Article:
At the start of last year, so just under a year ago now, we gathered some sloe berries (Prunus spinosa) in the hedgerows. We pierced the skins and put them into kilner jars with gin and sugar to make some sloe gin to give away as gifts at Christmas. We turned them daily for three months and then left them to mature. In due course we strained them and put them into bottles. Yesterday on Christmas eve came the day to take them to our friends. We took a bottle to our nearest neighbour and great friend Claude first.
Claude is always happy to see us and we gave him the bottle, another small gift and a Christmas card. He was in the process of preparing lunch and had some meat in a pan ready to put in the oven. We chatted for a little while and he said “oh but I haven’t given you anything to drink” and started towards the fridge. We protested we didn’t need a drink, which is usually ineffective, but he stopped and said, “Oh you must stop for lunch”. How nice to be invited and we thought a few moments and accepted thanking him very much. We said we had to deliver another gift to some friends nearer the village but would be back in 30 to 40 minutes. We departed.
We drove on to see our friends Richard and Roger who are staying in their country home for Christmas entertaining as usual. They were in the process of preparing lunch too. We were welcomed and met another person we had not seen for months. We delivered our gifts and explained how the sloe gin was made and chatted about this and that. Richard said we should stay to meet another friend who was coming for lunch and who we haven’t seen for over a year. But when he telephoned he couldn’t get through and then Richard said “but you must stay for lunch” our second invitation of the day. He then went to the door to lock it so we couldn’t escape. We have some lovely friends. We explained we had just been invited and reluctantly they let us leave eventually.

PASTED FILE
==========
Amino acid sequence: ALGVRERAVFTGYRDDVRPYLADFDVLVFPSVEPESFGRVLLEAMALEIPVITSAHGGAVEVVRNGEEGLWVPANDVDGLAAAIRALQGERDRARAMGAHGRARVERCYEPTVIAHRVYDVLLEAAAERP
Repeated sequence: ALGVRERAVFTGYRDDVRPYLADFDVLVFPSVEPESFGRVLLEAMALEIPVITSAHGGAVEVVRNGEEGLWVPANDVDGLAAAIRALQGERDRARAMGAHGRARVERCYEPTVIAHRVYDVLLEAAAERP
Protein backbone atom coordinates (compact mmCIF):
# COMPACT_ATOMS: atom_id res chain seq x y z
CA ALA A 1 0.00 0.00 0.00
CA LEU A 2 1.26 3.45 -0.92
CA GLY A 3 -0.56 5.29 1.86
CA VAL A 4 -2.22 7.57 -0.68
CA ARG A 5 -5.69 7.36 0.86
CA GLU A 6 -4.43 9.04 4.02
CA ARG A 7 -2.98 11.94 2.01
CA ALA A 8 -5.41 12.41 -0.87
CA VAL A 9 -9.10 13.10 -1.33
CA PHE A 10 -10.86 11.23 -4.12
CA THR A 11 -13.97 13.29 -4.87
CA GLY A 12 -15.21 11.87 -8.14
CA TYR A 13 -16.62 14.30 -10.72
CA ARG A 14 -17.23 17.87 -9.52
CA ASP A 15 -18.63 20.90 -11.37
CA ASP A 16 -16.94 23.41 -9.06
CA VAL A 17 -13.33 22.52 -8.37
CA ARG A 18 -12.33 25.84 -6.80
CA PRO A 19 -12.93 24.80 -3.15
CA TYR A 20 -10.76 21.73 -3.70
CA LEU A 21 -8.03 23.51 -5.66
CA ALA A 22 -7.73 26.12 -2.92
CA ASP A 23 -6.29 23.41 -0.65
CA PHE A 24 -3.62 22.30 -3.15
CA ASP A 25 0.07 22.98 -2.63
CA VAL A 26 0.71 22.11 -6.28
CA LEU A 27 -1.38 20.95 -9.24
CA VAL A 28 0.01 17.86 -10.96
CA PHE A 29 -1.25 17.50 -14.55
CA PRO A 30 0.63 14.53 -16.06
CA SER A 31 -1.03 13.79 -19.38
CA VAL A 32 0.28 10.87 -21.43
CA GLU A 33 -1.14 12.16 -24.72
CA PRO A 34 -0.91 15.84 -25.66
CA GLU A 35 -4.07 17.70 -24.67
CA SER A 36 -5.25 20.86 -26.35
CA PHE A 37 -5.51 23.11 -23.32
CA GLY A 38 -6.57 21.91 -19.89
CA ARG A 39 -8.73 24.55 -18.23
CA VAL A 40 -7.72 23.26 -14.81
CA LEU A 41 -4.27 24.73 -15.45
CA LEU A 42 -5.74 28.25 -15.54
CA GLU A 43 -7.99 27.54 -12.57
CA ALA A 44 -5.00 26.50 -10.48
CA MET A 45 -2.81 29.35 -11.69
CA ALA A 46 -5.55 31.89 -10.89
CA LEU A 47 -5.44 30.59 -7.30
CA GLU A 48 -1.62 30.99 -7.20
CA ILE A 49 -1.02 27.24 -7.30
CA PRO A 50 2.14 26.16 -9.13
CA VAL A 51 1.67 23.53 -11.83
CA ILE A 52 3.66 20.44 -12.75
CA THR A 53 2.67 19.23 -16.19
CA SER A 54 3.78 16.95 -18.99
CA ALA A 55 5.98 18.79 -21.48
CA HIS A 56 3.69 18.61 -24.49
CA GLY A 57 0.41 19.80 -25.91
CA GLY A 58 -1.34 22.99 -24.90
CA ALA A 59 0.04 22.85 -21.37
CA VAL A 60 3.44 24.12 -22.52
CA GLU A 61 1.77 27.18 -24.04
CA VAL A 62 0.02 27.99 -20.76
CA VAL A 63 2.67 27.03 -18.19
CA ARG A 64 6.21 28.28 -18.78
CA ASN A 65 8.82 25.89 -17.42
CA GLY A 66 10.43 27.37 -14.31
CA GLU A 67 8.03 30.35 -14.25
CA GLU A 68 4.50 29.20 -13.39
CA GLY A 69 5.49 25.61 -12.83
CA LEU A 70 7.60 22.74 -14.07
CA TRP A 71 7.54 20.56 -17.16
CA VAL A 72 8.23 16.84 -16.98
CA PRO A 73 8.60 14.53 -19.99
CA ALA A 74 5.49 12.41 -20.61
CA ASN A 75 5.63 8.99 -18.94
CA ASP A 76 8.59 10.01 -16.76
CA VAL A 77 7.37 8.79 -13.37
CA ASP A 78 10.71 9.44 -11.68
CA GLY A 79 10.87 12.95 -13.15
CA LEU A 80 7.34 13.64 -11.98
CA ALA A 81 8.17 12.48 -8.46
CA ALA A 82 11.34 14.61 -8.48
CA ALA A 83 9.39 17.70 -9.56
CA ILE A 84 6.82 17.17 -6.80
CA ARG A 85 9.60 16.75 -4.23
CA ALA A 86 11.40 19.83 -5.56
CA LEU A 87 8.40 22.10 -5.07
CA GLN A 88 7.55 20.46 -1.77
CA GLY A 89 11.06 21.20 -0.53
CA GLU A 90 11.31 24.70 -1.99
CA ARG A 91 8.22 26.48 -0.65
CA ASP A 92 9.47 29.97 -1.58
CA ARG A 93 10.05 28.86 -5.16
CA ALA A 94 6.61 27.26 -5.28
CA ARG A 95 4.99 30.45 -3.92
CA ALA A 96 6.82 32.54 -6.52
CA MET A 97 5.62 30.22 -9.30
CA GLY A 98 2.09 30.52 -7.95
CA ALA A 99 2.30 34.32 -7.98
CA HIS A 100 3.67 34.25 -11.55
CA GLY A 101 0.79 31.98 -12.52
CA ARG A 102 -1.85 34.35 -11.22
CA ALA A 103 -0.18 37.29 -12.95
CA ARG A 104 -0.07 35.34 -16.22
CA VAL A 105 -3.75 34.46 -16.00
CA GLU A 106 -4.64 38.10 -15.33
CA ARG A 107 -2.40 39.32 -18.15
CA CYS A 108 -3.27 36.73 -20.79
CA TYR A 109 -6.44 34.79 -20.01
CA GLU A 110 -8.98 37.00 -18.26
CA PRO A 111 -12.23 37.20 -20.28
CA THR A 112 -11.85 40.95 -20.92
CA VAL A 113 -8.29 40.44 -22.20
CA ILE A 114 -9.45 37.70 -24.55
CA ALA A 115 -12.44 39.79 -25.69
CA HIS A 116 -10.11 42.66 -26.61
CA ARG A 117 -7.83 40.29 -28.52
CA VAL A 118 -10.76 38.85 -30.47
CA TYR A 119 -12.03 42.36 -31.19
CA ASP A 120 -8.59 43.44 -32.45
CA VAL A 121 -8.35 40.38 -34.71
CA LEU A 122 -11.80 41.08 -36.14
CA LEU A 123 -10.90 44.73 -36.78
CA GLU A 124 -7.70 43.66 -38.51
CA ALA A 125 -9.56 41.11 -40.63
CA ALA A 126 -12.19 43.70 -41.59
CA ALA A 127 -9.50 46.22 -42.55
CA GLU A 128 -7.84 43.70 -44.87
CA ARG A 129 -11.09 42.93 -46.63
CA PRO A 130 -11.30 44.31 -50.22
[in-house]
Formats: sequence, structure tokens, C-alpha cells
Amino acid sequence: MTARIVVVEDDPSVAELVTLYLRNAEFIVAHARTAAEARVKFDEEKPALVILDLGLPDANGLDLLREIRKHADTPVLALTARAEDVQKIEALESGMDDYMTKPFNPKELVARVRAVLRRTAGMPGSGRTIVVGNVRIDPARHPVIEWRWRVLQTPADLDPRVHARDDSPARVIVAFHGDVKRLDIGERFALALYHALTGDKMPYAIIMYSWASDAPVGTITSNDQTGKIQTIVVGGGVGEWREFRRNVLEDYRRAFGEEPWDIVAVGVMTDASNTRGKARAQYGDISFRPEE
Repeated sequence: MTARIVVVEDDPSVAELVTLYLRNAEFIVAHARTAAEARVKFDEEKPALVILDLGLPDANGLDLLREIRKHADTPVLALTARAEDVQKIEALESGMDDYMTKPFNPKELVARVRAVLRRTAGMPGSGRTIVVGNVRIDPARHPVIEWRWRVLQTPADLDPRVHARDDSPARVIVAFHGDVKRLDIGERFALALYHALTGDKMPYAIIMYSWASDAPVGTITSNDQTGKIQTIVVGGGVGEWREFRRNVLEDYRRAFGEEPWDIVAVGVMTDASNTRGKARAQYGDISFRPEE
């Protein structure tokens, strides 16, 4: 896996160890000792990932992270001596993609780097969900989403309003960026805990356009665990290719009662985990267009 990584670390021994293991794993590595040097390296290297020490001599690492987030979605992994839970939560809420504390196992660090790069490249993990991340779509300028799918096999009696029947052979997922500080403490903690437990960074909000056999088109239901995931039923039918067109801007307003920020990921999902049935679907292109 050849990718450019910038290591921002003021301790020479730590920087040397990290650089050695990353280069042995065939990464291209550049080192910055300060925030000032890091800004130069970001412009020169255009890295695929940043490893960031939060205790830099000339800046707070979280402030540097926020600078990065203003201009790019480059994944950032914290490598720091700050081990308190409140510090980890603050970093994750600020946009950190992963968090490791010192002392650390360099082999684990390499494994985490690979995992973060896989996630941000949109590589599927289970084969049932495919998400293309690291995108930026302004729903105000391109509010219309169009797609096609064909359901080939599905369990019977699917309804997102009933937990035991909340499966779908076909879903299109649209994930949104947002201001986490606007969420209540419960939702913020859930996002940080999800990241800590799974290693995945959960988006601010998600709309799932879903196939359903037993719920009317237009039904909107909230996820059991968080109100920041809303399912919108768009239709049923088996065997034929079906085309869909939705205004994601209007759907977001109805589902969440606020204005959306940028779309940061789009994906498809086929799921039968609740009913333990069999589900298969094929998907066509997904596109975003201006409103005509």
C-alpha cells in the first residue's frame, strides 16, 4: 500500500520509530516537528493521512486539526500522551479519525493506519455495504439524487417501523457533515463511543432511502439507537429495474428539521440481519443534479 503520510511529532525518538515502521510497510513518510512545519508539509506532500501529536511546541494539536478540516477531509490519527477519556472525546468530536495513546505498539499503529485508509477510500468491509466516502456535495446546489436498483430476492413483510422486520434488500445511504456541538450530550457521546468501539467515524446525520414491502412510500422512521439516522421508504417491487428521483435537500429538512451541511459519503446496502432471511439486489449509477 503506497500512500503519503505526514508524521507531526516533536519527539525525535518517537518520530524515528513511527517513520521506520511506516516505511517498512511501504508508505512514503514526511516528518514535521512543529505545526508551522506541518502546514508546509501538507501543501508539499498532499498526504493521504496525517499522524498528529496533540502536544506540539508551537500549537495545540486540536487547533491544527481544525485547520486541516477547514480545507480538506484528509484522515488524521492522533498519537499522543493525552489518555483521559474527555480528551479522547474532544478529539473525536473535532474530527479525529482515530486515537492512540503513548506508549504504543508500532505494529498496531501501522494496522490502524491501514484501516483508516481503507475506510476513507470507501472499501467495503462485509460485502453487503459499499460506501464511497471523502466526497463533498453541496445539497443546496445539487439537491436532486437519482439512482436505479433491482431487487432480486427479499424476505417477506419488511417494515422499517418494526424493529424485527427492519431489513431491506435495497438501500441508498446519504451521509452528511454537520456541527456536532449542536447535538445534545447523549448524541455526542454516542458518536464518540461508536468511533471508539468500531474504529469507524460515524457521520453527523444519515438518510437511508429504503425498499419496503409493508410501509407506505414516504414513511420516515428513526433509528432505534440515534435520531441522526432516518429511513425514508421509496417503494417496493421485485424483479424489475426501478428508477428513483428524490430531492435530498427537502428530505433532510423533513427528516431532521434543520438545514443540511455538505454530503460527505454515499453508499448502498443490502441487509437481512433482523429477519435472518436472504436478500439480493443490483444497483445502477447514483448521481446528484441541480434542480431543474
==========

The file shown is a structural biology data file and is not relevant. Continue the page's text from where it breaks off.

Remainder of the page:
At Claude’s the table was laid for five. Monique, Claude’s wife, is unwell but would lunch with us, the fifth seat was a puzzle for a while but we soon worked out their son Sebastian was there too. He emerged and lunch began. We started with some aperitif biscuits, then paté and bread with onion preserve and fig preserve. Then we had coquilles st Jacques (scallops) prepared and served in a half shell in a bechamel sauce. And so on to the main course of roast beef, roasted vegetables and chestnuts. The chestnuts had been donated by some friends of Claude some time ago. We had met them in Claude’s kitchen by coincidence when they were delivered. They were big chestnuts from a grafted tree in their garden. Claude had frozen them and today we ate them. Tasty they were too. We had cheeses, bread and salad next and for dessert we had a patisserie Christmas log, lastly we had coffee and chocolates. We were replete.
For an impromptu lunch it was amazing and we felt so welcomed by all our friends. To be invited twice in one day was so nice and showed the real Christmas spirit in our friends. We felt lucky.
Returning home Julie checked in the letter box and found a large envelope addressed to her. A few weeks ago she had posted some frosty photographs on Facebook. A French artist with whom she had exchanged some art work previously saw the post and liked it. So much so that he had said he would paint a water colour inspired by it and let Julie see the results. Better than his word he had posted the original to Julie. More Christmas spirit on display and it set us up in the best frame of mind for the season. Best wishes to all.